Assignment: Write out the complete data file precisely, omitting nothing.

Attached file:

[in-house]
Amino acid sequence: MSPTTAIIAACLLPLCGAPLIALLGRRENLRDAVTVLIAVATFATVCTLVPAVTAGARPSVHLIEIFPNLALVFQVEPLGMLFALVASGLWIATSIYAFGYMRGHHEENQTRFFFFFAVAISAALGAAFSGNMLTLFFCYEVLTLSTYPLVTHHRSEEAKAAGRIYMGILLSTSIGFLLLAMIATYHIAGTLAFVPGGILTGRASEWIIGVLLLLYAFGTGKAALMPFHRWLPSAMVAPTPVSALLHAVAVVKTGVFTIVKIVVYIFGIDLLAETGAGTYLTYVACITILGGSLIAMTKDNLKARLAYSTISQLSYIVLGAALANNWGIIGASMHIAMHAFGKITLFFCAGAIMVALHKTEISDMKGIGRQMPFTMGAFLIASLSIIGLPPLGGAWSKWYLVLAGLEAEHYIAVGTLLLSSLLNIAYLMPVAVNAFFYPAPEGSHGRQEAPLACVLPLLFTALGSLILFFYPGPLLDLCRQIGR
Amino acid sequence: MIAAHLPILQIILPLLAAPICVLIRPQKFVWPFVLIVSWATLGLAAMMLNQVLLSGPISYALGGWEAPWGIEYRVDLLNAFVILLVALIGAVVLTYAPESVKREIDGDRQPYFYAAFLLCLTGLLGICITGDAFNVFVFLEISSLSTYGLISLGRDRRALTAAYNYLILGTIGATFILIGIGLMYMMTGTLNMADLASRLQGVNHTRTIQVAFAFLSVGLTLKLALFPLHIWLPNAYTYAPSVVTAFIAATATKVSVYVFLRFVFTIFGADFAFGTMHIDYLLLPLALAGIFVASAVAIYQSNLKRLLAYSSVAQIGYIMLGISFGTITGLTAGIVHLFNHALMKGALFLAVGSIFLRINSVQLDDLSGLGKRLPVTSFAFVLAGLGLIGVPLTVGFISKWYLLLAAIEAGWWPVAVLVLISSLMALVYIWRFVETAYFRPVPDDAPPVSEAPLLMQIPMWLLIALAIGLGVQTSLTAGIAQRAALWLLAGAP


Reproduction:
[in-house]
Amino acid sequence: MSPTTAIIAACLLPLCGAPLIALLGRRENLRDAVTVLIAVATFATVCTLVPAVTAGARPSVHLIEIFPNLALVFQVEPLGMLFALVASGLWIATSIYAFGYMRGHHEENQTRFFFFFAVAISAALGAAFSGNMLTLFFCYEVLTLSTYPLVTHHRSEEAKAAGRIYMGILLSTSIGFLLLAMIATYHIAGTLAFVPGGILTGRASEWIIGVLLLLYAFGTGKAALMPFHRWLPSAMVAPTPVSALLHAVAVVKTGVFTIVKIVVYIFGIDLLAETGAGTYLTYVACITILGGSLIAMTKDNLKARLAYSTISQLSYIVLGAALANNWGIIGASMHIAMHAFGKITLFFCAGAIMVALHKTEISDMKGIGRQMPFTMGAFLIASLSIIGLPPLGGAWSKWYLVLAGLEAEHYIAVGTLLLSSLLNIAYLMPVAVNAFFYPAPEGSHGRQEAPLACVLPLLFTALGSLILFFYPGPLLDLCRQIGR
Amino acid sequence: MIAAHLPILQIILPLLAAPICVLIRPQKFVWPFVLIVSWATLGLAAMMLNQVLLSGPISYALGGWEAPWGIEYRVDLLNAFVILLVALIGAVVLTYAPESVKREIDGDRQPYFYAAFLLCLTGLLGICITGDAFNVFVFLEISSLSTYGLISLGRDRRALTAAYNYLILGTIGATFILIGIGLMYMMTGTLNMADLASRLQGVNHTRTIQVAFAFLSVGLTLKLALFPLHIWLPNAYTYAPSVVTAFIAATATKVSVYVFLRFVFTIFGADFAFGTMHIDYLLLPLALAGIFVASAVAIYQSNLKRLLAYSSVAQIGYIMLGISFGTITGLTAGIVHLFNHALMKGALFLAVGSIFLRINSVQLDDLSGLGKRLPVTSFAFVLAGLGLIGVPLTVGFISKWYLLLAAIEAGWWPVAVLVLISSLMALVYIWRFVETAYFRPVPDDAPPVSEAPLLMQIPMWLLIALAIGLGVQTSLTAGIAQRAALWLLAGAP